This is pattern drafting at it's basic!

This is a very simple pattern which would be classed as a T-shape, there is no shaping in the waist or the shoulder. Once finished you can add design lines and choose how to cut it up for your finished garment.

It's an ideal pattern for a peasants shirt or an outer smock starter.

You'll need the following measurements:



Shoulder length

Arm length

Depth of armscye (how deep you'd like your armhole to be)

Cuff measurement

Finished length

N.B: If you've not followed pattern drafting instructions before they're very simple. The points are given on the diagram e.g. 1, 2, 3, 4 etc. And the instructions are given as 1-2 = 1/5 of neck. So you need to find the points 1 and 2 on the diagram, copy thosepoints on your pattern with the distance of 1/5 of the neck measurement. Make sure you check the direction of the points, up, down, left and right (also known as across). And square up or down to draw a line from the point you are on straight up or down. 

Smock pattern drafting instructions

(The diagram is not to scale)

 Drafting directions:  

Mark point 1 and square across and down.  

1-2 = 1/5 of neck measurement minus 2mm  

1-3 = 1/5 of the neck measurement  

1-4 = down 2cm  

Draw in the neck curves  

4-5 = armscye depth (measure down the depth of the armhole) and square across  

3-6 = shoulder length plus 1cm (6 marks the shoulder point)  

6-7 = arm or sleeve length (add 1.5cm for outerwear)  

7-8 = 1/2 of cuff measurement  

5-9 = 1/4 of the chest measurement plus 1/4 of the total ease   required (e.g. outerwear may be 30cm ease, so add 7.5cm to your   chest measurement)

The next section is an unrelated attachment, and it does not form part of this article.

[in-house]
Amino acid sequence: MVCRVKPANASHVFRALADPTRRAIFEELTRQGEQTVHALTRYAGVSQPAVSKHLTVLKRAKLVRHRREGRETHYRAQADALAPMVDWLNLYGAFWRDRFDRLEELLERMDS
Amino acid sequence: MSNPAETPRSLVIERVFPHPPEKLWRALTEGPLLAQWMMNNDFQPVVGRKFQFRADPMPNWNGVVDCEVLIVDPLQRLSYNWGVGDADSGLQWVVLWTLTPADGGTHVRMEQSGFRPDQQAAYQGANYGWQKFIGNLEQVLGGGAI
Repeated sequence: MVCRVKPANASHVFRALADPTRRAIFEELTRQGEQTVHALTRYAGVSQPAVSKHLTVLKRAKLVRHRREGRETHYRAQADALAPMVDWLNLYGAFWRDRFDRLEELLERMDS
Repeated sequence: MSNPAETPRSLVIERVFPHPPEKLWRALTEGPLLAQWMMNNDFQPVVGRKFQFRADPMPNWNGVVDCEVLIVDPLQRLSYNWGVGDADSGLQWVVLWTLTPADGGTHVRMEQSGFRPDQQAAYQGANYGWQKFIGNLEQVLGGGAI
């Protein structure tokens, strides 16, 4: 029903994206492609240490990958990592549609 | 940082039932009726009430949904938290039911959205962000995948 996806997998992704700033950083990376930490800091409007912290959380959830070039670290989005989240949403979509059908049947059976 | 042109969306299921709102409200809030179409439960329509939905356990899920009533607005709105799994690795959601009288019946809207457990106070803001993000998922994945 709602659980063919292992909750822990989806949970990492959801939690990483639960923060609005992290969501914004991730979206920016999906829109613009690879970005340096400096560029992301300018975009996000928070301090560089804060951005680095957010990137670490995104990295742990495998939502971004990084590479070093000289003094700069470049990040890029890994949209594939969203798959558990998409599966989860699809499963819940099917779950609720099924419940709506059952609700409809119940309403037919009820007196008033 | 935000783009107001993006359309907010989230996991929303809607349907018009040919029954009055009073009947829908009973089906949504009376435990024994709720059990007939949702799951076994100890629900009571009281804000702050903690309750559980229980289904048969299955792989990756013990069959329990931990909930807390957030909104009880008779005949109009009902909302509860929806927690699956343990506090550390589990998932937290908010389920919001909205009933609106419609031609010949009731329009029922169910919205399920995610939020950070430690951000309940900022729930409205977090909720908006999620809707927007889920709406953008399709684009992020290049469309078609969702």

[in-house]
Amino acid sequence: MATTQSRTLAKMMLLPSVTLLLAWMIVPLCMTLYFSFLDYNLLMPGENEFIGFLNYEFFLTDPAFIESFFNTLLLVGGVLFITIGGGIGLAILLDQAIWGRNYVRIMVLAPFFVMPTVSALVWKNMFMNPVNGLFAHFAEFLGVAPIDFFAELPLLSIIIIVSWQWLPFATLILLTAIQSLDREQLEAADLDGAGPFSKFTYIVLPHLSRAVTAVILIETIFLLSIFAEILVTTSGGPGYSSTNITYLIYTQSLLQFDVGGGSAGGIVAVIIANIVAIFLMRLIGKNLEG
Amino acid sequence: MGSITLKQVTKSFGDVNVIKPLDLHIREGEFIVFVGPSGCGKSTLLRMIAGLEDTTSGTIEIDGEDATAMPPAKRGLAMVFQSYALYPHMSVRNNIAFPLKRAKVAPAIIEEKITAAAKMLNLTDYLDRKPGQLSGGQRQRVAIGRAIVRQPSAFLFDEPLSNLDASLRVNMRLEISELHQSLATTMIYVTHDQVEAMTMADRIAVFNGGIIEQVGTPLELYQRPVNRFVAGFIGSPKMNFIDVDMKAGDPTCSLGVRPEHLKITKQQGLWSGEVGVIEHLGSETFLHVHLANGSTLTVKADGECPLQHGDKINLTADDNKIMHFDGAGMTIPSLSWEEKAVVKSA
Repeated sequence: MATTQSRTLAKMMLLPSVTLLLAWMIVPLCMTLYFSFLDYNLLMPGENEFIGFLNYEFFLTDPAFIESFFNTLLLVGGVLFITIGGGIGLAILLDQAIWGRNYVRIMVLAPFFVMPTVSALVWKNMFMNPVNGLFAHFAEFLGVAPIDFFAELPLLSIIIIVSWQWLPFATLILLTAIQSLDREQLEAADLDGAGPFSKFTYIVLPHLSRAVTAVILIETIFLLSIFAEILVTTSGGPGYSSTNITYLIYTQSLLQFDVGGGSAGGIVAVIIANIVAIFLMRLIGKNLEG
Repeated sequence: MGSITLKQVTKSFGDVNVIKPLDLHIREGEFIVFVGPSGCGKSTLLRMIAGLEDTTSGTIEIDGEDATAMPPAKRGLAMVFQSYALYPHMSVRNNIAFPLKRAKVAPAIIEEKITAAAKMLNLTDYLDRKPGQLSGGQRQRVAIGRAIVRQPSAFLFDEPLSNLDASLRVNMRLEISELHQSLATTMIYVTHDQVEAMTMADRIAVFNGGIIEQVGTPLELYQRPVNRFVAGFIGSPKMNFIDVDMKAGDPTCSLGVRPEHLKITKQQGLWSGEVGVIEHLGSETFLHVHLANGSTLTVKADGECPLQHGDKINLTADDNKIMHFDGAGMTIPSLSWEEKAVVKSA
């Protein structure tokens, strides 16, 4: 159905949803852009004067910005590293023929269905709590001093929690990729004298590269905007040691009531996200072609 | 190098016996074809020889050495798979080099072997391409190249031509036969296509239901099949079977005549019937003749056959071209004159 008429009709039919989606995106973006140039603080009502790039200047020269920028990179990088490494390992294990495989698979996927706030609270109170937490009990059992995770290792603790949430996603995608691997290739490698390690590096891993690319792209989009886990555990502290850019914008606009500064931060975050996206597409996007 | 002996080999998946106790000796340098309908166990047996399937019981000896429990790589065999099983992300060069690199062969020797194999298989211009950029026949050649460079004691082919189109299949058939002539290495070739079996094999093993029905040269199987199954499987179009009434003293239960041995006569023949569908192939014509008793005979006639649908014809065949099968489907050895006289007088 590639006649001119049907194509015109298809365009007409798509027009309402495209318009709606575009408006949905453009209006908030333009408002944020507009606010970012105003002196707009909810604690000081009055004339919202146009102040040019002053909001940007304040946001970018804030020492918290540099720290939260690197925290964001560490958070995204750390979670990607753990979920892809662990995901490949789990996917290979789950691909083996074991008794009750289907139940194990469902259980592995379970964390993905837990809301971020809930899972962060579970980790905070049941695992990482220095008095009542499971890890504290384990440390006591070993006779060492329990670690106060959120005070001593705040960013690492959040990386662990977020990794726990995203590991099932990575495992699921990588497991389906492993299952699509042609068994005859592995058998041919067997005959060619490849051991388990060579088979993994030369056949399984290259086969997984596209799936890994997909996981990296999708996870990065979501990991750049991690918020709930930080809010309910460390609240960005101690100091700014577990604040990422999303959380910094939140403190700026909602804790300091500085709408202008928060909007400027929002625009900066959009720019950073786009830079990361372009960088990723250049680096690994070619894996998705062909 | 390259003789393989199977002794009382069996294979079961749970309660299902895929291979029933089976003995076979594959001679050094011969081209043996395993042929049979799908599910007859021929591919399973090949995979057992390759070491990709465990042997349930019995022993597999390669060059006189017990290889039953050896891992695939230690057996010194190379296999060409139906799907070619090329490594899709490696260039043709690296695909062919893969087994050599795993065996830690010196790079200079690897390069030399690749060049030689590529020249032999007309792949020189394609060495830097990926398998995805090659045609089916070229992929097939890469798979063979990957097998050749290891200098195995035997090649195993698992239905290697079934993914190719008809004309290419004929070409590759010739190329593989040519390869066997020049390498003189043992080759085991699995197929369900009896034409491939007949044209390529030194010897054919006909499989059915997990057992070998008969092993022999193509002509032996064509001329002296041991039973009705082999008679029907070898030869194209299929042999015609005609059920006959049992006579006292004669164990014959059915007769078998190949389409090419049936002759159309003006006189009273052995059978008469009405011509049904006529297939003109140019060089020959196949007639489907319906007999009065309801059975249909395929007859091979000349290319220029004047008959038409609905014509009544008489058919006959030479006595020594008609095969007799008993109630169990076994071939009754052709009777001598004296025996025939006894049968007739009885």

4-10 = finished length of garment, square across  

9-11 = square down from 9 to touch line from 10  

Join the dots as indicated on the diagram to create the pattern. 

 N.B: The front and back of the pattern are drawn at the same  time, the neck line for the back is 3-4 and for the front it's 2-3. Trace off the front and back pattern pieces for use. 

In it's simplest form the pattern can be use as it is without any style adjustments. If you join the back and front pattern pieces together at the shoulder, you can use this to cut your shirt as an all in one pattern (remember to cut the fabric on the fold to create the left and right sides of the shirt equally). Just add seam allowances and you're ready to go. 

Style lines 

Now that your basic shape is finished you can add your style lines You can create sleeves rather than having an all in  one, add a yoke and curves in areas if you like, the pattern can become very versatile. 

Smock pattern draft with style lines

(Image is not to scale)

 Once you've decided on your  finished design you can cut up the pieces. Remember to add the   seam allowances!